Visitors to London are spoilt for choice when it comes to stylish new hotels.
The prospect of Brexit may have left Britain in political and economic limbo but for the tourism industry, things have arguably never been so good. Sterling’s slump has made the country a cheaper destination, sparking a record influx of overseas visitors.
As the primary (air)port of call, London is enjoying a particularly strong “Brexit bounce”, boosted by a raft of new openings that have wowed locals and travellers.
The hotel scene is buoyant, with several attractive offerings for those who don’t mind splurging for a night or two, especially in the City of London. This historic enclave, fringing the Bank of England and St Paul’s Cathedral, was long the preserve of pin-striped 9-5 movers and shakers, but has attracted a more diverse crowd in recent years.
You’ll find many breezing in and out of The Ned, a stunning $350 million affair set in a vast converted Midland Bank.
Co-founded by esteemed private members’ club, Soho House, The Ned spreads over 11 floors, with a labyrinth of vibrant public areas, including a ground-floor former banking hall with nine restaurants and bars (pictured at top). The 252 bedrooms offer a nod to 1920s glamour, kitted out with Art Deco furniture and floral wallpaper, and range from 17sqm Crash Pads to the dapper Lutyens Suite, named after the bank’s architect, Edwin “Ned” Lutyens.
Guests can also access the old basement vault, where there’s a plush lounge bar that wouldn’t have looked out of place in The Great Gatsby, with safety deposits lining the walls. Delve deeper and you’ll find a gym with a boxing ring and a pool in the old bullion vault.
Four Seasons at Ten Trinity Square
Another city newcomer where you can have your morning swim is the Four Seasons at Ten Trinity Square.
Imposing Corinthian columns and a sculpture of Old Father Thames — a demigod gripping a trident, facing the river and the Tower of London — bless the facade of this white, Portland stone landmark, the ex-headquarters of the Port of London Authority.
In the 100 rooms are marble-clad bathrooms, Nespresso machines and mirrors that turn into TVs, plus bedside iPads and London-themed books. You may fancy nodding off while reading Peter Ackroyd’s 848-page “biography” of London.
The hotel’s Heritage Suites have original high ceilings, ornate plasterwork and working fireplaces, while the function areas include the wood-panelled UN Ballroom, where the inaugural UN General Assembly met in 1946.
There are three restaurants, including one run by French chef Anne-Sophie Pic (of Michelin-starred Pic) and Chinese and Japanese gem Mei Ume.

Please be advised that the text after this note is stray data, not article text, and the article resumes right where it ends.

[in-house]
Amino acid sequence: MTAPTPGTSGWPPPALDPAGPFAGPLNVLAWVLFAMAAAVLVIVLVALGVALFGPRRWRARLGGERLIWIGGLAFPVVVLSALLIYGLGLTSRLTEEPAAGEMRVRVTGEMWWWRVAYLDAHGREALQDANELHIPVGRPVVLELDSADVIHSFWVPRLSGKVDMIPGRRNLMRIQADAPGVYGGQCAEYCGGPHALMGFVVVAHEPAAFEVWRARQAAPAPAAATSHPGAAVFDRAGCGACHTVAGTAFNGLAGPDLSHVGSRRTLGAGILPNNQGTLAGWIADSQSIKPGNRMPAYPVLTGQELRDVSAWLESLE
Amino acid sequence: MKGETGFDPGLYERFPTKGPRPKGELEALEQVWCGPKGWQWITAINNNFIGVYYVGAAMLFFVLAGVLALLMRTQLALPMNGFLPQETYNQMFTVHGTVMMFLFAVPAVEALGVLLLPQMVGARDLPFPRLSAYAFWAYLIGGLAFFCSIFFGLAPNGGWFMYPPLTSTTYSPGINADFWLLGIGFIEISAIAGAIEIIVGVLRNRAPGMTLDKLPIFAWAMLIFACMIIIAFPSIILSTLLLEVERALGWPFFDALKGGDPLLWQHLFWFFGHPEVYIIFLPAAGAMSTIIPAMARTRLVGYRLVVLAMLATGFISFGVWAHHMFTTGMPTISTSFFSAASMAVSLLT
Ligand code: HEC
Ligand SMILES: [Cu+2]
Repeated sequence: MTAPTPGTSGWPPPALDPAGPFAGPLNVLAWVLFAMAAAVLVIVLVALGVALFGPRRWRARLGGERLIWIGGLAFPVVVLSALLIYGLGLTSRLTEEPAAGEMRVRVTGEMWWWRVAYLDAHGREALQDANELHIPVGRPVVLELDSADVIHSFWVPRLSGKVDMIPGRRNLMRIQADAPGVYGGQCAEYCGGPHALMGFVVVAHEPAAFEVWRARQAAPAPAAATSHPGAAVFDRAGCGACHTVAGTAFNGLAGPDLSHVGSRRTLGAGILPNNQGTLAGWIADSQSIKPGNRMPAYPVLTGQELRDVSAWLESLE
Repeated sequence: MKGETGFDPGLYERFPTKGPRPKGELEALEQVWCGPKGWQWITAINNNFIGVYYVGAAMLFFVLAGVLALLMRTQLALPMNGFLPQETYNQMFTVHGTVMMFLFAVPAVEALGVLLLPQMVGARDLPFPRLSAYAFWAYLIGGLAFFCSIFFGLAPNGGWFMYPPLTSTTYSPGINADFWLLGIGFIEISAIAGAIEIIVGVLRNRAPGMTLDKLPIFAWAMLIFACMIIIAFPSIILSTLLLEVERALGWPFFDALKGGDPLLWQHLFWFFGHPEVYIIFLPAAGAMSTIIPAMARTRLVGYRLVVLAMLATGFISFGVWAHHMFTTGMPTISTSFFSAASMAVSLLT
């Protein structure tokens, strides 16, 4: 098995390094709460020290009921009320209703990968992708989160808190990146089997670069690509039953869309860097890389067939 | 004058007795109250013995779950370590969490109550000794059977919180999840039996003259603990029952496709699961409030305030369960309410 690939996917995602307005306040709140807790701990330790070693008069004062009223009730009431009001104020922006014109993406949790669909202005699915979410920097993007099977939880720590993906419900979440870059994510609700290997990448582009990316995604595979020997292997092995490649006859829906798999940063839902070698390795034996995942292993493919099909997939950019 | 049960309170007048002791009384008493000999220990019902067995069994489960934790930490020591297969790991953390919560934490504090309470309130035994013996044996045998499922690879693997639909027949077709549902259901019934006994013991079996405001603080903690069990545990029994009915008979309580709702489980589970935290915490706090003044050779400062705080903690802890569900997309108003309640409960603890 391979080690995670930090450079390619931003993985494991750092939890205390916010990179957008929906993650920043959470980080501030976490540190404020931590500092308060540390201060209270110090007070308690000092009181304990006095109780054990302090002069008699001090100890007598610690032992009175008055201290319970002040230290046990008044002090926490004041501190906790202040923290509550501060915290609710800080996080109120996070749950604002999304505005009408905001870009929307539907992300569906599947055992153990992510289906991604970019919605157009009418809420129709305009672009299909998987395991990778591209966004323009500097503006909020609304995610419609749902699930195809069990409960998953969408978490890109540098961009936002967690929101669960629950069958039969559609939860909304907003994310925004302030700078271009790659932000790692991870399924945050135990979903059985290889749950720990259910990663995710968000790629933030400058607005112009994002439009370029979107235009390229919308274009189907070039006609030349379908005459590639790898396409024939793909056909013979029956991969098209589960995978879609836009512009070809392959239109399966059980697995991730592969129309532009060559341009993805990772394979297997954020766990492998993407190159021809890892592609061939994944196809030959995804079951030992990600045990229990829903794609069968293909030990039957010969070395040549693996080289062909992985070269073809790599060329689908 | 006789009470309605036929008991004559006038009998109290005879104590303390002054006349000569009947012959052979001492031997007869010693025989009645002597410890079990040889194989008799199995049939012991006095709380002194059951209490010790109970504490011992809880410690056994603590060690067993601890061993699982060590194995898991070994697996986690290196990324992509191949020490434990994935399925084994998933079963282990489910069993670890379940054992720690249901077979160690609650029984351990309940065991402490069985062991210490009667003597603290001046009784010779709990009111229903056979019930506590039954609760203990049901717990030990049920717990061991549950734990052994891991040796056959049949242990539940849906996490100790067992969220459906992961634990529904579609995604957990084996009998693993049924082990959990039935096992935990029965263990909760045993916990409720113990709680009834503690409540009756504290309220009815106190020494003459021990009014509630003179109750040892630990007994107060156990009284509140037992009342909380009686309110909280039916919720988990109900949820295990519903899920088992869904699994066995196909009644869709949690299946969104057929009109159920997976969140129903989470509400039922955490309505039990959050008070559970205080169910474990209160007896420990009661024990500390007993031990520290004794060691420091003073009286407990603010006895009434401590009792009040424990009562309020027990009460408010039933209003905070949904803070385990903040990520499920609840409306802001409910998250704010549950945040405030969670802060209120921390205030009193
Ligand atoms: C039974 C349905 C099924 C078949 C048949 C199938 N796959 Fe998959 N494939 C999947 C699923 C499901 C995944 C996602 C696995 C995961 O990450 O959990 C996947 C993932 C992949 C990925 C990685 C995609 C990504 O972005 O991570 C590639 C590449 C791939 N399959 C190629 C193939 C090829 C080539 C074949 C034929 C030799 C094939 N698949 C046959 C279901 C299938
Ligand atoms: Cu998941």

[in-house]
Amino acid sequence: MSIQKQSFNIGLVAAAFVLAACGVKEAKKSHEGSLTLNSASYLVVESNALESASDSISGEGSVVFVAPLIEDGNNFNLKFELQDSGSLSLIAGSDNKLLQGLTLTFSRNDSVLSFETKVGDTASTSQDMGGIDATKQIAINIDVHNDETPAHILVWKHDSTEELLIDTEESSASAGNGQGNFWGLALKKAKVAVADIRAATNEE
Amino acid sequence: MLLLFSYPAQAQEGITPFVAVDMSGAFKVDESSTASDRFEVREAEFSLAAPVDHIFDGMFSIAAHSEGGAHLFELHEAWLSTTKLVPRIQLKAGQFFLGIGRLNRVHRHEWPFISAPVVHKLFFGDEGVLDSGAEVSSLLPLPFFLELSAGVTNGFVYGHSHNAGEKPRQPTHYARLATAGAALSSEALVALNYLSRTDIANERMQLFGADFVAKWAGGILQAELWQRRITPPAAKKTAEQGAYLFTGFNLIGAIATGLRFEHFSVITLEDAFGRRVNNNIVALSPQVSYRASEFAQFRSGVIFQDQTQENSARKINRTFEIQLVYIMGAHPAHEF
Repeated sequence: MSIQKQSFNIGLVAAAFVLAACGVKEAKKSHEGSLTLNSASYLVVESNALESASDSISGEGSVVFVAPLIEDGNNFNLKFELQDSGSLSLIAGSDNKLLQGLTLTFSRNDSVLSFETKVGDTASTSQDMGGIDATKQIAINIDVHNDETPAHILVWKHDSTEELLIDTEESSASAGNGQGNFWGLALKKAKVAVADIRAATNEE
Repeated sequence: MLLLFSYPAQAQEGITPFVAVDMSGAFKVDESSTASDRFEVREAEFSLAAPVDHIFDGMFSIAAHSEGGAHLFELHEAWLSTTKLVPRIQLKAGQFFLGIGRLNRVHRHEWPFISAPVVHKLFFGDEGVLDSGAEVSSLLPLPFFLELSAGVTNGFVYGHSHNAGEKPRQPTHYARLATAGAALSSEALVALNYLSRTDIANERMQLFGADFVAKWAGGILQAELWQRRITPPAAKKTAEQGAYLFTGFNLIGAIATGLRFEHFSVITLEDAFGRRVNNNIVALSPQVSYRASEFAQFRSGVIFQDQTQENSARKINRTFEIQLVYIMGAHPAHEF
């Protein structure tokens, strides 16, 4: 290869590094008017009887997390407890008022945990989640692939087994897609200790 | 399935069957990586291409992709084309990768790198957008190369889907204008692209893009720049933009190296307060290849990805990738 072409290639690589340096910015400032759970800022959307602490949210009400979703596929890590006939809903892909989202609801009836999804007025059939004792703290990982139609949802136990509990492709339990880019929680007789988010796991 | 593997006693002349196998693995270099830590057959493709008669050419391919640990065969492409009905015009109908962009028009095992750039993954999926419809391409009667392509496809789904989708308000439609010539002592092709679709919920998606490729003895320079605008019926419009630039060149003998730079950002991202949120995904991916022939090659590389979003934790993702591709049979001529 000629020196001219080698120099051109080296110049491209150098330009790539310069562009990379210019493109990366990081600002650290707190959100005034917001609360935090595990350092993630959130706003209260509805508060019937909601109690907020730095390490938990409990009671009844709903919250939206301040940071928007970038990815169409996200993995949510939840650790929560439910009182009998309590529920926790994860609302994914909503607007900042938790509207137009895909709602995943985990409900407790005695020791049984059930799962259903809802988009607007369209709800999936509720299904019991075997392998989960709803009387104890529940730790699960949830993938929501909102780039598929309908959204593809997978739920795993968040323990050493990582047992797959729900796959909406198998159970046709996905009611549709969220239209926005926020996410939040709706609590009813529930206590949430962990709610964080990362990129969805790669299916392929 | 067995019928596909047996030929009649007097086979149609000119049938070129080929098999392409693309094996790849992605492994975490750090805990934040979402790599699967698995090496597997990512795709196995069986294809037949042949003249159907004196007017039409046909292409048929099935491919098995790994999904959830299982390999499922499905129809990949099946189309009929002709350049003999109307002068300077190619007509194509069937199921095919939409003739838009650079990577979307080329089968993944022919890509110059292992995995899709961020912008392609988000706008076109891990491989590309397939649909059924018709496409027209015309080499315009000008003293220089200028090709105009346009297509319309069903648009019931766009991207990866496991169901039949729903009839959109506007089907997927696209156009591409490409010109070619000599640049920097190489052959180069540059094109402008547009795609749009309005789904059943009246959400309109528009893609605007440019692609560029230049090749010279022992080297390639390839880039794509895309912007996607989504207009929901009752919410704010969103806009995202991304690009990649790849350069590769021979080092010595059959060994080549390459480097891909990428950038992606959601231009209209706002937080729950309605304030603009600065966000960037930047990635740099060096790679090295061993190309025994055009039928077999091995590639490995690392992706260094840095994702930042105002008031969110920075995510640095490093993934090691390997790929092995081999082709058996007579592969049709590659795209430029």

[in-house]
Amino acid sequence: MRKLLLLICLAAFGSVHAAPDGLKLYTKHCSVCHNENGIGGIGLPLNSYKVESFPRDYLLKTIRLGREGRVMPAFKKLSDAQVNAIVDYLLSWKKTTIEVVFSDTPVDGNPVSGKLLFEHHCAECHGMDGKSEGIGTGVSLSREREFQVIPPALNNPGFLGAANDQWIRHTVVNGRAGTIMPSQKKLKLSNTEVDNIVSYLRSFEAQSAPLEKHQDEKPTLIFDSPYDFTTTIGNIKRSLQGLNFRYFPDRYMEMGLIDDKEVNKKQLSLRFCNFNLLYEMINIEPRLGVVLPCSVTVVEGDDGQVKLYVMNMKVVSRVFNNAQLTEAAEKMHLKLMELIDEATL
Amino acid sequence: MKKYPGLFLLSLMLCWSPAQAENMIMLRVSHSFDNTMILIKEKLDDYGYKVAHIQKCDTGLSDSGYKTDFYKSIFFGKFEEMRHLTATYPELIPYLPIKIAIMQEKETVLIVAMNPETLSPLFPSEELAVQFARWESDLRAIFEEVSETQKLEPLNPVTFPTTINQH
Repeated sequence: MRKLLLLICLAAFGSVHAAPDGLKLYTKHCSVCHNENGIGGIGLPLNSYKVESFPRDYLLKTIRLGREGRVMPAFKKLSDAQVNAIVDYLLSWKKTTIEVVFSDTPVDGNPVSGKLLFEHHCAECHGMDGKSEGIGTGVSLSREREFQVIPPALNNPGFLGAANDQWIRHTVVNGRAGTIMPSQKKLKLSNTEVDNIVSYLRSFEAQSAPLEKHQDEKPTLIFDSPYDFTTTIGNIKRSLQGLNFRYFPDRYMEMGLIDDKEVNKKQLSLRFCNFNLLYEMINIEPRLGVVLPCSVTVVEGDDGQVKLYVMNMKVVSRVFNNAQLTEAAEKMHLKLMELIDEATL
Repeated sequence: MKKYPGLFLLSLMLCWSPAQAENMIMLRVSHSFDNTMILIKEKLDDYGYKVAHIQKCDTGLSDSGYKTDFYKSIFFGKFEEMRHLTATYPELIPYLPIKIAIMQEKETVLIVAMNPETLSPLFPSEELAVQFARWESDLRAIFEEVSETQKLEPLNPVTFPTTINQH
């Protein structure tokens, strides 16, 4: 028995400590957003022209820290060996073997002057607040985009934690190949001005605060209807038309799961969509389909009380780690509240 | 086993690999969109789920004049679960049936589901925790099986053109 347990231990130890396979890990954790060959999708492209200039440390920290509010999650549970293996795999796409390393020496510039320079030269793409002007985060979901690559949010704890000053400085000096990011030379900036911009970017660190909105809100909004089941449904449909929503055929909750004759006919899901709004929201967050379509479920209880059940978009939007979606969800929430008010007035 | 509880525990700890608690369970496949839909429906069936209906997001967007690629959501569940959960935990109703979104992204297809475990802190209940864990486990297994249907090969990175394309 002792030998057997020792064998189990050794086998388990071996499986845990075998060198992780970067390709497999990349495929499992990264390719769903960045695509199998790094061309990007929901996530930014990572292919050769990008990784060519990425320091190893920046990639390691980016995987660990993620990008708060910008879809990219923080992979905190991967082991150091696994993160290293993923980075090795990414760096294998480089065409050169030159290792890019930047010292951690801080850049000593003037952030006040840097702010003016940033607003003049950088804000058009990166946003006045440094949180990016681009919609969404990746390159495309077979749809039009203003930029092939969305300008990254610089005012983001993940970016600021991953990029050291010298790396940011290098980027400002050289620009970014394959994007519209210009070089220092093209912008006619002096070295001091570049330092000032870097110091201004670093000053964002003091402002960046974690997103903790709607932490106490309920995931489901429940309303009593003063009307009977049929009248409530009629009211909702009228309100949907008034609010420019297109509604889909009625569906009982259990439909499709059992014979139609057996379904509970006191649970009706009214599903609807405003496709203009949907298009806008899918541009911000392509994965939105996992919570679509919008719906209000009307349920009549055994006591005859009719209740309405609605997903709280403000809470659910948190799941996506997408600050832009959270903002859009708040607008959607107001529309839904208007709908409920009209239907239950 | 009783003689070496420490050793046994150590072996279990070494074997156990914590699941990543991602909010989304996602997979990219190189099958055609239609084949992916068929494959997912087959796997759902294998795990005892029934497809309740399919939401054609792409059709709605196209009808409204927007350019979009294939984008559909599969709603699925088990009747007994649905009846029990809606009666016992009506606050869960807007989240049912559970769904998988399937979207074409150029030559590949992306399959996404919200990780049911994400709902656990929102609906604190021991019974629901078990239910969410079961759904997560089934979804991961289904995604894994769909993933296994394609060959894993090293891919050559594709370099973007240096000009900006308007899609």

If you prefer to stay in a more artsy, bohemian district, head to Shoreditch on the city’s northern fringes. It’s home to The Curtain, a new venture by New York hotelier Michael Achenbaum, and is the kind of place where you’re just as likely to rub shoulders with creatives in jeans and sneakers as suited-and-booted types.
A stone’s throw from where the Curtain Theatre — an old haunt of William Shakespeare — stood, the hotel exudes a Manhattan-warehouse vibe, with 120 spacious rooms and suites flaunting exposed red- brick walls and eclectic art (think: depictions of toddler DJs, a gorilla playing with Rubik’s cubes and David Bowie in his pomp). The steam showers are incredibly refreshing, and you can “work” while perusing Shoreditch’s changing skyline from a deckchair on the terrace of Lido rooftop restaurant.
Beside the lobby, there’s a taco eatery and, in the basement, an offshoot of famed Harlem restaurant Red Rooster, which serves fried yard bird and Obama short ribs (apparently Mr ex-president is a fan). Live gospel music and DJs add to the soul-stirring feel, and one recent performer to captivate the audience was American R&B and rap icon Mary J Blige.
DisclaimerSteve McKenna was a guest of Visit Britain
You may also like
Weekly Travel News & Views: December 13 Edition
From border openings to fortified wines, STEPHEN SCOURFIELD offers some tasty tidbits from the world of travel
Fun pub format has runs on the board
As the bowler trundles in, I focus, keeping my eye on the ball, and when it arrives, pitching perfectly for me a few seconds later, I belt it over the boundary. Six! Talk about an adrenaline rush (I can almost hear the crowd roaring)...
Seaside sunshine dapples ‘Naples of the North’
Like many of England’s coastal towns, Morecambe boomed from the Victorian age to the 1950s and 60s, with the railway bringing mill workers on breaks from Yorkshire and Scotland (Lancashire workers tended to go to Blackpool).